The purpose of this study was to examine patterns of within-person change, and associations of change, in global self-esteem (GSE), physical self-perceptions (PSP), and physical activity in a sample of 705 Canadian adolescent girls over three measurements points and 24 months. The Physical Self-Perceptions Profile (PSPP) was used to measure GSE and PSP, and the Physical Activity Questionnaire for Adolescents (PAQ-A) was used to assess physical activity. Latent growth curve models were used to analyze the data. All PSP variables except for body attractiveness demonstrated significant average decline, but also significant was the change in between-person heterogeneity. Change in GSE and PSP was moderately to strongly related on a between-person level and weakly to moderately associated on a within-person level. Change in physical activity was related to change in the majority of the PSP variables but not to change in GSE.

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Joyce M. Harrison, Lisa A. Preece, Connie L. Blakemore, Robert P. Richards, Carol Wilkinson and Gilbert W. Fellingham

This study examined volleyball achievement and task-specific self-efficacy for 182 students in 6 beginning college volleyball classes taught using either the Mastery Learning or Skill Teaching models. Three instructors each taught one Mastery Learning and one Skill Teaching class. Assessments included the AAHPERD pass, set. and serve tests, the Stanley spike test, successful and unsuccessful game trials. Bandura-type self-efficacy scales, and a knowledge test. A random coefficients growth curve model analyzed the intercepts and slopes of the learning curves and revealed significant pre- to posttest improvement on skills tests, self-efficacy, and the percentage of correct passes and serves in game play for all students. No significant difference existed between the two models on average number of trials per day; rate of improvement for the pass, serve, or spike skills tests; self-efficacy; percentage of correct passes, sets, or serves in game play; contacts per serve in game play; or knowledge scores. The Mastery students’ rate of learning was significantly better on the set skills test (1.3 points higher) and the percentage of successful spikes in game play, in which they started significantly lower. The low-skilled students improved at a faster rate on the serve and on self-efficacy for the pass, set, and serve. Males had higher self-efficacy than females, while females increased more rapidly in self-efficacy for the pass, set, and serve. All results were analyzed at the .05 level of significance. Students learned to play volleyball and improved significantly in skill performances with either model.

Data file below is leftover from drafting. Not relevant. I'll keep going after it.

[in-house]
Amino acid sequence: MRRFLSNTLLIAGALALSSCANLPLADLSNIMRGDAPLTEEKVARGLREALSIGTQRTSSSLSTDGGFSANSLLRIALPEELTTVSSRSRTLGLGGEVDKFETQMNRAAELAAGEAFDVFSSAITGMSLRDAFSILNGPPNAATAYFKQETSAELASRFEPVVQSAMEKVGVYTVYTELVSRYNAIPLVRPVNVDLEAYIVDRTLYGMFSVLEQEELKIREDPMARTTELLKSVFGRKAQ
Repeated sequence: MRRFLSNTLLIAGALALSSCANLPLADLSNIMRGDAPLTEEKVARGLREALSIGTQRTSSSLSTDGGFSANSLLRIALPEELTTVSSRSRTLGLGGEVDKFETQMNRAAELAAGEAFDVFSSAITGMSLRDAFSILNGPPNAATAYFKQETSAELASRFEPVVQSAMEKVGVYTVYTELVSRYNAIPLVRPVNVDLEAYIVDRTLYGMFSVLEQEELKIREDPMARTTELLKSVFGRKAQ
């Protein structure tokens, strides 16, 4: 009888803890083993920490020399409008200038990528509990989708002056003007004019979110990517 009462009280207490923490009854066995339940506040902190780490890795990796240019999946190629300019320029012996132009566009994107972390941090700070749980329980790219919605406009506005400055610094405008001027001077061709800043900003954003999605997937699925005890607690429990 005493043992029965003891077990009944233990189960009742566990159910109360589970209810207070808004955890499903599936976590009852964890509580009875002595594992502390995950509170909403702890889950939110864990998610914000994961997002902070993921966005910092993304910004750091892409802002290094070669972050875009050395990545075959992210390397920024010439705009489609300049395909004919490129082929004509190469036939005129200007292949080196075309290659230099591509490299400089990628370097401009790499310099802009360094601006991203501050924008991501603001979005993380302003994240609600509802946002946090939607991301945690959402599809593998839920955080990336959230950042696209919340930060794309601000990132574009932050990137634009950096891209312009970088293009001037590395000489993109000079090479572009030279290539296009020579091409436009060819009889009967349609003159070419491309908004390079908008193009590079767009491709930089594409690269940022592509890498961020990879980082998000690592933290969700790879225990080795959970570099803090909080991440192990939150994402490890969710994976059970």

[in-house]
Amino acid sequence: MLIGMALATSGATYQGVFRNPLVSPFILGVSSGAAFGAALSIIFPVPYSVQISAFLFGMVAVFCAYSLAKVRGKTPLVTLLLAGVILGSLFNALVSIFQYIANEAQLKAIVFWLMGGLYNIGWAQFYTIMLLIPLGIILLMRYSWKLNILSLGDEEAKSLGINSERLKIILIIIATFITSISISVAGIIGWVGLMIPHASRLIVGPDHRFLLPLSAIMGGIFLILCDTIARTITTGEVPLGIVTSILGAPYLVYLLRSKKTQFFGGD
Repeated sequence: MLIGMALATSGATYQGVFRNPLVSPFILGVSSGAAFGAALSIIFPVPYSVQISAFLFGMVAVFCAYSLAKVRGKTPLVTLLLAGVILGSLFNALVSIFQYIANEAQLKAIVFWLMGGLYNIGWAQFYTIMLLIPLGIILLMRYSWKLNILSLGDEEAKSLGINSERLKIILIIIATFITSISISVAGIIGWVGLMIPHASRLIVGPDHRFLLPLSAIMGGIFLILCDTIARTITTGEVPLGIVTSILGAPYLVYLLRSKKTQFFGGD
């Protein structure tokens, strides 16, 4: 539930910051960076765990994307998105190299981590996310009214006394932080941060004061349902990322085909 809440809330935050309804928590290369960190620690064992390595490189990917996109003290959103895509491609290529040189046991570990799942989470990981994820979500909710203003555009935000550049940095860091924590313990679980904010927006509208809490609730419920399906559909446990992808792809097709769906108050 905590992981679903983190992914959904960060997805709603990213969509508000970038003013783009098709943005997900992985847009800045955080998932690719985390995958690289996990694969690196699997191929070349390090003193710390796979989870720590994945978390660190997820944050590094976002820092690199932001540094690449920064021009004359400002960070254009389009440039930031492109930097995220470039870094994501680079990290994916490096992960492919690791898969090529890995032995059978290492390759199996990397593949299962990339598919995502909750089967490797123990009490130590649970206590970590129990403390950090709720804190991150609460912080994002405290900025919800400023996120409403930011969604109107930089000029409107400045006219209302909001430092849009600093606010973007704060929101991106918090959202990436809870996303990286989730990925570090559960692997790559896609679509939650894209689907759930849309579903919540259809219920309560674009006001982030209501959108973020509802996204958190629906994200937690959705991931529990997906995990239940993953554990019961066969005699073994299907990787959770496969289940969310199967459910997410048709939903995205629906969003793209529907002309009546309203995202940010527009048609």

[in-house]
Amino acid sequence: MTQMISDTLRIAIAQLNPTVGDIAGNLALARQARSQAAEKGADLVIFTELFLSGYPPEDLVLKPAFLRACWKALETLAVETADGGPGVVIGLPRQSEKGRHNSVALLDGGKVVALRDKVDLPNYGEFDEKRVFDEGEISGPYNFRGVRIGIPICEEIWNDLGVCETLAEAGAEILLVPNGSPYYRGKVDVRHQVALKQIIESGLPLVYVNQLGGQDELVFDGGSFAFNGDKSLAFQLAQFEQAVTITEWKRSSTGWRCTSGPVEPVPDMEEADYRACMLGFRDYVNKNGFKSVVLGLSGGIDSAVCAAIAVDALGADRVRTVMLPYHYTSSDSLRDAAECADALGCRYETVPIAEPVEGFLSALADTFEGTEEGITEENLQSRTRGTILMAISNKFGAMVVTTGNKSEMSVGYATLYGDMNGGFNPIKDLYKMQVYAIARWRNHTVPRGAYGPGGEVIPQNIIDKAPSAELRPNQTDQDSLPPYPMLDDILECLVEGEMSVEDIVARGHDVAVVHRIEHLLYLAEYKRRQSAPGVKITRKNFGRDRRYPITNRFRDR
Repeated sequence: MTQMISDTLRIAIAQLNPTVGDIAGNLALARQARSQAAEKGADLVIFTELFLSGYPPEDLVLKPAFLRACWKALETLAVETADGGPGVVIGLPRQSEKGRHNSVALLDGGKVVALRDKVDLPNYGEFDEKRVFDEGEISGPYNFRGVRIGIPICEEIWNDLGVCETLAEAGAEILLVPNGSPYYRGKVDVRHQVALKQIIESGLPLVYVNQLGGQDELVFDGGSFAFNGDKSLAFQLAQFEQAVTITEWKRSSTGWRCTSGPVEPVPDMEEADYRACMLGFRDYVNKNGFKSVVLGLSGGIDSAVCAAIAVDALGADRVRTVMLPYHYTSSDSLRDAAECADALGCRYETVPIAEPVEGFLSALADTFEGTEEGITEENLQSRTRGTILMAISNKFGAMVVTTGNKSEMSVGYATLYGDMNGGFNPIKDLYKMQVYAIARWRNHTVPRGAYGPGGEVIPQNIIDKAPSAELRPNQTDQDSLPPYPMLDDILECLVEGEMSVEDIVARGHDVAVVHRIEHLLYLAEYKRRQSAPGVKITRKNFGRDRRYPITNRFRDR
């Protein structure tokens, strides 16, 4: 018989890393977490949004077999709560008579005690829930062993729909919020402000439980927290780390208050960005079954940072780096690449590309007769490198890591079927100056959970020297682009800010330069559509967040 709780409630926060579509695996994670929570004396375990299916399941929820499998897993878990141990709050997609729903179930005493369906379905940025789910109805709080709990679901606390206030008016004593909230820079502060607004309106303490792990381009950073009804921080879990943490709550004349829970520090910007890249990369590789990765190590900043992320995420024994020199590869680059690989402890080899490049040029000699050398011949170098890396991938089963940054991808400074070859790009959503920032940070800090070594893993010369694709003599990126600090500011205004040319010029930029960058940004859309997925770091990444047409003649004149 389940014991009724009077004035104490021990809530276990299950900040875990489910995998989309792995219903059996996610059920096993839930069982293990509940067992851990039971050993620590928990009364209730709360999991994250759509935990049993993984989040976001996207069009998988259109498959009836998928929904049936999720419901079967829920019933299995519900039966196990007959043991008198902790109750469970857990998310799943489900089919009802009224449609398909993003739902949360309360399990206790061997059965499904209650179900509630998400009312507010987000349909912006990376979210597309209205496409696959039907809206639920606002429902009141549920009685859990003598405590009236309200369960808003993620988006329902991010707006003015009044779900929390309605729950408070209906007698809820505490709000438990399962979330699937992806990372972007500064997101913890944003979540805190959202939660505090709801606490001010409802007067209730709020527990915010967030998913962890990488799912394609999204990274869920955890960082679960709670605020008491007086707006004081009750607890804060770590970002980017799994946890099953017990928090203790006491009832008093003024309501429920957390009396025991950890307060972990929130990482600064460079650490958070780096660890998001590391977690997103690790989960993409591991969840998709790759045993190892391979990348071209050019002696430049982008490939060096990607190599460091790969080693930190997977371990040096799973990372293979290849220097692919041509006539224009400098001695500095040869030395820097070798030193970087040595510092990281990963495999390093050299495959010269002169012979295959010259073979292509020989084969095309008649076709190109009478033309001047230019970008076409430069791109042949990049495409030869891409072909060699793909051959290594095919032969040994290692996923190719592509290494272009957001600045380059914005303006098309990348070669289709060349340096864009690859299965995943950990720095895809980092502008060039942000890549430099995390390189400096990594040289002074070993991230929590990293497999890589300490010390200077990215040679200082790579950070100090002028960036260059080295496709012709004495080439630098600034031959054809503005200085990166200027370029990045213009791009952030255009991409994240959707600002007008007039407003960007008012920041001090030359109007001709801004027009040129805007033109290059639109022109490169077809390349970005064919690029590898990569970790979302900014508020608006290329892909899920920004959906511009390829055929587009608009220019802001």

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Andrew P. Hill, Joachim Stoeber, Anna Brown and Paul R. Appleton

Perfectionism is a personality characteristic that has been found to predict sports performance in athletes. To date, however, research has exclusively examined this relationship at an individual level (i.e., athletes’ perfectionism predicting their personal performance). The current study extends this research to team sports by examining whether, when manifested at the team level, perfectionism predicts team performance. A sample of 231 competitive rowers from 36 boats completed measures of self-oriented, team-oriented, and team-prescribed perfectionism before competing against one another in a 4-day rowing competition. Strong within-boat similarities in the levels of team members’ team-oriented perfectionism supported the existence of collective team-oriented perfectionism at the boat level. Two-level latent growth curve modeling of day-by-day boat performance showed that team-oriented perfectionism positively predicted the position of the boat in midcompetition and the linear improvement in position. The findings suggest that imposing perfectionistic standards on team members may drive teams to greater levels of performance.

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Kim Gammage, Desi McEwan, Lori Dithurbide, Alison Ede, Karl Erickson, Blair Evans, Larkin Lamarche, Sean Locke, Eric Martin and Kathleen Wilson

examine differences across supportive and nonsupportive environments as well as a series of growth curve models to explore the relationships between variables and physical activity. A final growth curve model was performed with the significant variables from the preliminary models. Several interactions

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MinKyoung Song, Robert F. Corwyn, Robert H. Bradley and Julie C. Lumeng

Results Table  2 presents the findings of the growth curve models examining the associations of temperament activity level and parenting behaviors with MVPA. At age 9, children in the sample spent an average of about 3 hours per day in MVPA with significant linear declines between ages 9 and 15. The